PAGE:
There’s also something about the atmosphere of the series that has changed, in addition to the character designs. The overall aesthetics of the animation seem to have noticeably changed, and there also seems to be a change to the feel in the storytelling. Considering that there’s a significant time skip and the main characters have grown up in that intervening time, having this change in the series’ atmosphere makes a lot of sense. But as a viewer, it took me a few episodes to truly adjust to these changes.

When it comes to the DVD set itself, the omake are cut off from the end of the episodes and collected together in the “Omake” feature included on both discs. The quality of the omake on this set was poor overall, although a couple of them induced some chuckles.

The bonus features on both discs have the same clean opening and clean ending, since there was only one opening animation and one closing animation that appeared on the episodes in this set. The opening and closing both have options for English subtitles and Romaji subtitles.

“More From VIZ Media” includes the exact same trailers that appear at the beginning of each disc before the menu loads. Not only that, but the trailers used for Bleach Set 25 are the exact same trailers that were used for Sets 22-24. If the trailers didn’t entice me to buy what they were selling three sets ago, they’re not going to convince me to buy them now.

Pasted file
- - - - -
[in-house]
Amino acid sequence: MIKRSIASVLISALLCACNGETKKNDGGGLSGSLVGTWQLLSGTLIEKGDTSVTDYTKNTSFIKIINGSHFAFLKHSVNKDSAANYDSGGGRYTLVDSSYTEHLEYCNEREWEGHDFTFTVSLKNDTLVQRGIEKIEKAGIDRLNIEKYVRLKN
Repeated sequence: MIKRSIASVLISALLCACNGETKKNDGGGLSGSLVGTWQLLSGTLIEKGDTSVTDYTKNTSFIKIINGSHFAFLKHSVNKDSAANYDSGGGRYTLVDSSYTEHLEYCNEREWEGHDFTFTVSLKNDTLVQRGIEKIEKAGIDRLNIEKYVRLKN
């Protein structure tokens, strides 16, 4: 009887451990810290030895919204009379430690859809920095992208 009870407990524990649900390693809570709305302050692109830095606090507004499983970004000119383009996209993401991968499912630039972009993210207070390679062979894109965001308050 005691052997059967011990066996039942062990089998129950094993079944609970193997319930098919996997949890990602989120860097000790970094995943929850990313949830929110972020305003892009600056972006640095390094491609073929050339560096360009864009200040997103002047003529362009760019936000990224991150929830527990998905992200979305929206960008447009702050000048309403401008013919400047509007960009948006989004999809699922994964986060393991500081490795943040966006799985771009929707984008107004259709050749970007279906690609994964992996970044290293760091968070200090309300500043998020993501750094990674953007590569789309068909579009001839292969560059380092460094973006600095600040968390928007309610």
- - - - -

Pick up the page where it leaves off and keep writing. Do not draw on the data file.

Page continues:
If you’re a Bleach fan, this set is a “must own” if you want to have all of the episodes that include canon material in your anime home video collection.

The reviewer was provided a review copy by VIZ Media

Anime DVD Review: Naruto Shippuden Set 22

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Naruto Shippuden Set 22 includes episodes 271-283 of the series on two DVDs. Audio options include the original Japanese audio with English subtitles and the English dub.

Naruto Shippuden Set 22

Publisher: VIZ Media
Format: DVD
Release Date: April 21, 2015

Set 22 opens with the episode, “Road to Sakura,” which ties in with Naruto Shippuden the Movie: Road to Ninja. While the episode accomplished what it set out to do, which was to introduce the idea of alternate universes that appears in the film, this was kind of painful to watch. The humor used in it really wasn’t that funny, and the episode feels like obvious filler that has nothing to do with the storyline going on in the series. The only thing I truly liked about this episode was actually getting to see Sakura’s parents. Prior to this episode, Sakura had referenced that they existed, but the audience never saw them.

Fortunately, the series returns to the canon storyline after this, and we get a couple of episodes that focus on Ino, Shikamaru, and Choji having to fight against a reanimated version of their teacher, Asuma. These two episodes become very emotional, especially when it comes to Choji. While there are emotional scenes for Shikamau and Ino, Choji gets the most of them. But these two episodes see Choji go through some very important character development, and I found myself feeling sympathy for him as he went through his emotional struggles. For me, these two particular episodes are the strongest and most memorable ones included in this set.